Stress Strain data-4130 Steel

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Alloy steels are represented by AISI four-digit numbers. They are generally more receptive to mechanical and heat treatments as compared to the carbon steels. They are composed of varying types of steels with compositions exceeding the limitations of B, C, Mn, Mo, Ni, Si, Cr, and Va in the carbon steels. [1]


Contents

Introduction

AISI 4130 alloy steel is composed of chromium and molybdenum as strengthening agents. The carbon content is low, therefore it can be wended conveniently. 4130 Steel can be machined easily using well-known methods. However, when the hardness of the steel is increased, machining becomes difficult. 4130 Steel can be welded using all commercial methods. 4130 Steel has major applications in the area of Aircraft engine mounts, welded tubing, etc. This class of steel can be case hardened by carburization of the surface. The outer surface is significantly hardened to reduce wear and tear whereas the core of the material retains its bulk properties. [2] Owing to this ability, this grade of steel serves as an excellent material for gears, piston pins, and crankshafts. [3]

Stress-Strain Data

Tensile stress-strain curves at room and elevated temperatures

Test conditions for the tensile test are as follows:

  • Test direction: longitudinal
  • Sheet thickness: 1.626 mm (0.064 in)
Figure 1: 4130 chromium-molybdenum alloy sheet, tensile stress-strain curve.[4]
 Figure 1: 857^o C (1575^o F)
 Oil quenched and tempered 538^o C (1000^o F)
 Nominal strength : 1034 MPa (150 ksi)
Figure 2: 4130 chromium-molybdenum alloy sheet, tensile stress-strain curve.[4]
 Figure 2: 857^o C (1575^o F)
 Oil quenched and tempered 538^o C (1000^o F)
 Nominal strength : 1034 MPa (150 ksi)
Figure 3: 4130 chromium-molybdenum alloy sheet, tensile stress-strain curve.[4]
 Figure 3: 857^o C (1575^o F)
 Oil quenched and tempered 399^o C (750^o F)
 Nominal strength : 1379 MPa (200 ksi)

Specimens were held at room temperature for 0.5-100h. Composition: Fe-0.3C-0.95Cr-0.2Mo. UNS G41300[5]

Compressive stress-strain curves at room and elevated temperatures

Test conditions for the tensile test are as follows:

  • Test direction: longitudinal
  • Sheet thickness: 1.626 mm (0.064 in)
Figure 5: 4130 chromium-molybdenum alloy sheet, Compressive stress-strain curve.[4]
 Figure 4: 857^o C (1575^o F)
 Oil quenched and tempered 538^o C (1000^o F)
 Nominal strength : 1034 MPa (150 ksi)
Figure 6: 4130 chromium-molybdenum alloy sheet, Compressive stress-strain curve.[4]
 Figure 5: 857^o C (1575^o F)
 Oil quenched and tempered 538^o C (1000^o F)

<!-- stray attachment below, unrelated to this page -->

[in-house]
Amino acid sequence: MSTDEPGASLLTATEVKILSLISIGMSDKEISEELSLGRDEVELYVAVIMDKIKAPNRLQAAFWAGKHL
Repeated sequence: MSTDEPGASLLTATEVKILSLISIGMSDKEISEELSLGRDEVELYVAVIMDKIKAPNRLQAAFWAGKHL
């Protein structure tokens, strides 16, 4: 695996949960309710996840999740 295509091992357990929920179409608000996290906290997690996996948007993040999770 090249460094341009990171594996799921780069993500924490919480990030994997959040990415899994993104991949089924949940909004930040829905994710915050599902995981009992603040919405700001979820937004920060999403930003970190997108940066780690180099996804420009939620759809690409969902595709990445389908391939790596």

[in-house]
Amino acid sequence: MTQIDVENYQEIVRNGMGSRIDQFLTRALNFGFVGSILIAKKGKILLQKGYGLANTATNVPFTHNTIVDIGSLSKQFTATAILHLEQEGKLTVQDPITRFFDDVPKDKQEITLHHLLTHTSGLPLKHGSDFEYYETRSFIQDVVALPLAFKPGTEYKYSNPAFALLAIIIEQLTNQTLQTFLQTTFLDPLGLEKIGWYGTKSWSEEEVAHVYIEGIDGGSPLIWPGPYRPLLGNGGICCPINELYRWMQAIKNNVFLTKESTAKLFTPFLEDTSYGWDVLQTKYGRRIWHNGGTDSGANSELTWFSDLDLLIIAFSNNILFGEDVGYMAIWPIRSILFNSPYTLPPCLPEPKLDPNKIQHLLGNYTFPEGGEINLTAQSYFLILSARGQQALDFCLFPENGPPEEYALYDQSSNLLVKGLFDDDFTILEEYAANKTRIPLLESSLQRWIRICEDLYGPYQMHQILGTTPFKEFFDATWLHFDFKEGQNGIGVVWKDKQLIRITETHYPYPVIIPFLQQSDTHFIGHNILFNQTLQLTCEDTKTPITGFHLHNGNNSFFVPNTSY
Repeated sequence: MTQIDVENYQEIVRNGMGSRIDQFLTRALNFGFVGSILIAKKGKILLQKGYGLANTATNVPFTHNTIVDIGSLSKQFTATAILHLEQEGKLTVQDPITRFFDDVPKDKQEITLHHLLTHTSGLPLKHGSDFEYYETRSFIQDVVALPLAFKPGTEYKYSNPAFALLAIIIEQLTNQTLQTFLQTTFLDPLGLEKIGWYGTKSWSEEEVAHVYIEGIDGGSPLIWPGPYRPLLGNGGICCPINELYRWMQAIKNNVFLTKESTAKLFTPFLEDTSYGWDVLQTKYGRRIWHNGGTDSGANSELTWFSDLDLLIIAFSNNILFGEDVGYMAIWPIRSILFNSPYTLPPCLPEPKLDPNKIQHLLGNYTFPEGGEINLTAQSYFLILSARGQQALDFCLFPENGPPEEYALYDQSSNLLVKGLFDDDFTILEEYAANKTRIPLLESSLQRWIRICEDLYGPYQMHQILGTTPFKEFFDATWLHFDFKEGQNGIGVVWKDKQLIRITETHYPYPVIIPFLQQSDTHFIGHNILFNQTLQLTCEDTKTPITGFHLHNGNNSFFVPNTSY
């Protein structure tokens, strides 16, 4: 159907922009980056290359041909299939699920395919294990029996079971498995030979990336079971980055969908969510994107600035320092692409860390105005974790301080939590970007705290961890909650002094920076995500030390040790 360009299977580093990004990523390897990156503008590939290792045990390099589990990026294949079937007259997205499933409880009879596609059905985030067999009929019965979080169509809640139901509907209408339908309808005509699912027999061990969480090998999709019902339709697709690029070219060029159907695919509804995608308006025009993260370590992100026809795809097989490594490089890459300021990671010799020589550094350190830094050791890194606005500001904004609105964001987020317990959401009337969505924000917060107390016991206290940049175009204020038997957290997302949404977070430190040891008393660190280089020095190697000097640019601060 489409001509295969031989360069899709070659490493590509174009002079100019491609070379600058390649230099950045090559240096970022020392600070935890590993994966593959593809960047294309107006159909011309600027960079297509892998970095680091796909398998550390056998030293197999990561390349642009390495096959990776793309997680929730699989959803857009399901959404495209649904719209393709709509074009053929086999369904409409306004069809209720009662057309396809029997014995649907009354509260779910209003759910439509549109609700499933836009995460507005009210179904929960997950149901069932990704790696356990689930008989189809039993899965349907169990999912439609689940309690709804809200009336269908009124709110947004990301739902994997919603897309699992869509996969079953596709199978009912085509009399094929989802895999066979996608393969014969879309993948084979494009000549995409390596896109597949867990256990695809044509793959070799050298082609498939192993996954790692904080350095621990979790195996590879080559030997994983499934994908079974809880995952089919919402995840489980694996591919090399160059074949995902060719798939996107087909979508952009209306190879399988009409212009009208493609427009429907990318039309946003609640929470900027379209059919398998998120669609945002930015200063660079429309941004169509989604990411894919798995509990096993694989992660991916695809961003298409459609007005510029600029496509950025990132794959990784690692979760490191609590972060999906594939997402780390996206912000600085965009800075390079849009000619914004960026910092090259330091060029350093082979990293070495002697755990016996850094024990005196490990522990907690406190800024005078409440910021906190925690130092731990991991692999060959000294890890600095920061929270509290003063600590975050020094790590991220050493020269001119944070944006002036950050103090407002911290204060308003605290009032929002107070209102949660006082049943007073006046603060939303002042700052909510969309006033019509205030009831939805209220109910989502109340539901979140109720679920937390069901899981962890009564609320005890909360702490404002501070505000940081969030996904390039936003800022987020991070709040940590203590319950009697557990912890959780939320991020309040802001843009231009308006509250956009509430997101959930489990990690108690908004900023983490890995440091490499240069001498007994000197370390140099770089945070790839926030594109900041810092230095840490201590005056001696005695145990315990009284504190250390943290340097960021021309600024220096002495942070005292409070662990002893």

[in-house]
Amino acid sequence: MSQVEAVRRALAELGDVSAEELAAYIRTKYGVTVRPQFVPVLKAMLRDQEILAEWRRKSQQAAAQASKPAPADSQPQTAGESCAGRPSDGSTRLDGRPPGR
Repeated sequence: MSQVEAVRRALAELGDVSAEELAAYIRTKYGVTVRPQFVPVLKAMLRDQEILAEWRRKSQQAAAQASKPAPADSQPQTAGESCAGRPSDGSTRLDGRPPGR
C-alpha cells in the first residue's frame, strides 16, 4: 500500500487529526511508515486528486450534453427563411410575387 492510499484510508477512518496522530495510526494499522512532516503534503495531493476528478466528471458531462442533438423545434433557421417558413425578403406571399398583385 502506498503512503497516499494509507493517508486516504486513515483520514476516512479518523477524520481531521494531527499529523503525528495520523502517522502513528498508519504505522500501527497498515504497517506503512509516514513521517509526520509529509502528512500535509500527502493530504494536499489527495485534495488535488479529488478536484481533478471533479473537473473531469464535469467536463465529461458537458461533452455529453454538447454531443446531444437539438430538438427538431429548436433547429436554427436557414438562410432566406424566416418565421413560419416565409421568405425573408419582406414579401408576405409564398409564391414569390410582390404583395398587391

Nominal strength : 1034 MPa (150 ksi)
Figure 7: 4130 chromium-molybdenum alloy sheet, Compressive stress-strain curve.[4]
 Figure 6: 857^o C (1575^o F)
 Oil quenched and tempered 399^o C (750^o F)
 Nominal strength : 1379 MPa (200 ksi)

Specimens were held at room temperature for 0.5-100h. Composition: Fe-0.3C-0.95Cr-0.2Mo. UNS G41300[5]

True stress-strain curves at different strain rates and temperatures

4130 Steel is one of the alloys that has been widely used in natural gas cylinders that are manufactured through the hot deformation processes. The following curves are a result of study conducted towards this end. Hot compression tests are carried out on 4130 steel specimens at a range of temperature (900-100^o C), with a strain rate range of 0.001-0.1s^{-1} and a strain of 0.9.

Figure 7: True stress-strain curve for 4130 steel at 900^o C.[6]
Figure 8: True stress-strain curve for 4130 steel at 1000^o C.[6]
Figure 9: True stress-strain curve for 4130 steel at 1100^o C.[6]

References

  1. http://www.azom.com/article.aspx?ArticleID=6742
  2. http://en.wikipedia.org/wiki/41xx_steel
  3. Central Steel & Wire Company Catalog (2006–2008 ed.), p. 246. Note: "For bar products; plate, sheet and tubing may be slightly different."
  4. 4.0 4.1 4.2 4.3 4.4 4.5 ASM International. "Atlas of Stress-strain Curves."]
  5. 5.0 5.1 J.V.Melonas and J.R.Kattus, "Determination of Tensile, Compressive, Bearing, and Shear properties of Ferrous and Non-Ferrous Structural Sheet Metals at Elevated Temperatures," WADC TR56-340,ASTIA Document No, AD 131 069, Southern Research Institute, Sept 1957.As published in Aerospace Structural Metals Handbook, Vol 1, Code 1201, CINDAS/USAF CRDA Handbooks Operation, Purdue University, 1995,p 29.
  6. 6.0 6.1 6.2 M. Nourani, V. Sajadifar, M. Ketabchi, A.S. Milani, S. Yannacopoulos,On the Microstructural Evolution of 4130 Steel During Hot Compression, Recent Patents on Materials Science 2012, 5, 74-83
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